The land our beloved farm sits upon was first purchased from the United States government back when Fillmore was president. It was sold to J. Eberhard from New York in 1852. Then, sometime, in the 1880s, three Irish born brothers, Thomas, Patrick and James Kane, each bought neighboring parcels from Mr. Eberhard and were the first families to settle the land. James Kane bought 180 acres, married his wife Catherine, and built our home between 1882 and 1887. They had babies, they lost babies. Half of their children did not live past childhood.
This may be a picture of one of those children — it was left over from the estate sale of Dennis Kane. I hadn’t thought much about the first generation of Michigan Kane’s lately, but having a face to put with the family name gives me something more to consider. I think that would make this little girl Elizabeth, but I can’t be certain. I truly can’t decide whether I adore her ‘whiskey in a tea cup’ glare or whether I am creeped out by her. (Worst case, I will find a spot to hang her up… in the corncrib.)
I don’t usually ponder genealogy or lineage — they seem like potentially small bits to me. Perhaps they measure something quite narrow. They tell me nothing of the bond between the three Irish Catholic brothers, who are now all buried at St. Mary of the Assumption cemetery, 5 or 6 miles down the way, from the farm. Ancestry tells me little about these brothers who trusted each other enough to leave Ireland together and ended up calling southern Michigan their home.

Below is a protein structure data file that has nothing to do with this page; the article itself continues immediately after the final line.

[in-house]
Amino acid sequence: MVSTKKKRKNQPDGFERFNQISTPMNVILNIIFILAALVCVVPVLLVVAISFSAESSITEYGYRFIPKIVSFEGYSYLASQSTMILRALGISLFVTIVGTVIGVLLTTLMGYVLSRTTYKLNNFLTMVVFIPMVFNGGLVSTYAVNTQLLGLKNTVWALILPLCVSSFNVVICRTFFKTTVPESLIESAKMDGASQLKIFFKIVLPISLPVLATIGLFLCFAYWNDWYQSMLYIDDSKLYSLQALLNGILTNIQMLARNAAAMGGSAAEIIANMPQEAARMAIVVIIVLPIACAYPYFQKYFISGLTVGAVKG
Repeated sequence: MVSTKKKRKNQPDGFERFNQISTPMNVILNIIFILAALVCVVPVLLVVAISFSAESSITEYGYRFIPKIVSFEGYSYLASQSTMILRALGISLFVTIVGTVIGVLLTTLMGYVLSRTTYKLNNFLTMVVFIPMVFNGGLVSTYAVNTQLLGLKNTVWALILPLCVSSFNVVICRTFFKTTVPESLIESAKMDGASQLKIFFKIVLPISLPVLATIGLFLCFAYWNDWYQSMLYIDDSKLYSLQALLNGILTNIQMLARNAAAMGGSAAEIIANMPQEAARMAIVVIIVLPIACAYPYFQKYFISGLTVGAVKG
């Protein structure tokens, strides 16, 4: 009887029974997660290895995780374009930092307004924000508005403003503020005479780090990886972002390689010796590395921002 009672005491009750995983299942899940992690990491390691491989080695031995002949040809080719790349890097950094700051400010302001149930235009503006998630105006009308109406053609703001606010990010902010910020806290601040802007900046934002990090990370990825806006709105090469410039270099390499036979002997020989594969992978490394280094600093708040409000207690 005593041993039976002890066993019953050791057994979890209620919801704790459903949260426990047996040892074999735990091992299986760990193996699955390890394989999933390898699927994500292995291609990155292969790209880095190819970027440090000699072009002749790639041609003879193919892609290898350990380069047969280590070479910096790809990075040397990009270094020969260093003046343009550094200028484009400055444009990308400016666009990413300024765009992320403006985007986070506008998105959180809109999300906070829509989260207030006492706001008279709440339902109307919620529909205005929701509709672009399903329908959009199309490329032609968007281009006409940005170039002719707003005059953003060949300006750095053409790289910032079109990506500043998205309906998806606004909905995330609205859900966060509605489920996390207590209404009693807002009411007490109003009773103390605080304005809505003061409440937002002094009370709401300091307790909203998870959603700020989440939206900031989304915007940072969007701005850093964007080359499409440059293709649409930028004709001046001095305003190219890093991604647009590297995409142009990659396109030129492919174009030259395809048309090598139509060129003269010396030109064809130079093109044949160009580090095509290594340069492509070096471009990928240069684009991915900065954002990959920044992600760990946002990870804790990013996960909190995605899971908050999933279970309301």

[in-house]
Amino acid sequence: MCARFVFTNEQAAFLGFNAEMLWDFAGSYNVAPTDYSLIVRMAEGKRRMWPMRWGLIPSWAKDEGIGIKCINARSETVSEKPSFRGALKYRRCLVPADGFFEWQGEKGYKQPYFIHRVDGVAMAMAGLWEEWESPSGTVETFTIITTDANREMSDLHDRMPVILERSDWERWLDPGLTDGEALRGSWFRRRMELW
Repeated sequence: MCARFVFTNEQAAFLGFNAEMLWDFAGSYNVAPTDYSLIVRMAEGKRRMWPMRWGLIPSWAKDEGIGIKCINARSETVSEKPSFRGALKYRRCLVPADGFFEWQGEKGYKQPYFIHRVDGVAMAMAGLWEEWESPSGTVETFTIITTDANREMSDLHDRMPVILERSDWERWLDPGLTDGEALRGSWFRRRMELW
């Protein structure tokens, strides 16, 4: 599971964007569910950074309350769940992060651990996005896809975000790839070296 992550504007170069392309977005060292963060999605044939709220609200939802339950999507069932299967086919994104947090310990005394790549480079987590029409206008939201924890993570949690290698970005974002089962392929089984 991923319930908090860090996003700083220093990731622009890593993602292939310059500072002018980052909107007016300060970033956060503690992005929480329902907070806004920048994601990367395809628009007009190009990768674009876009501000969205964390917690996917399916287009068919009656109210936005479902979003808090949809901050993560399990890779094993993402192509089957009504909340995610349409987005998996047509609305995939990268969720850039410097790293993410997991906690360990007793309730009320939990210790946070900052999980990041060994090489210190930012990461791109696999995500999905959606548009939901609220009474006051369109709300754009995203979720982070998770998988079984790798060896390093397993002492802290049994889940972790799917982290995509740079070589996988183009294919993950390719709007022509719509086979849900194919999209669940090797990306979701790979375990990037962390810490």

James farmed the green sea I get to look out over. Multiple times a day, that green sea that gives me more peace than any salty ocean ever did. Did he and his the brothers find respect and joy in each other’s lives? Were they united in both their celebrations and their sorrows? Those are the kind of things that I wish the Historical Society could document and measure. But again, all we know for certain is that Thomas, the oldest Kane brother, died in 1889. Patrick, the middle son, died in 1891. And James, the baby of the family, who built this house I now call my forever home, lived until 1912 — outliving his brothers by over 20 years.
I hope the Kane brothers were glad that they came to America to farm the land I look out over. I hope that despite their hardships and their losses, that this little girl in the picture had an honest, sweet life. Afterall, that is really what we aspire to grow here at our dirt road farm.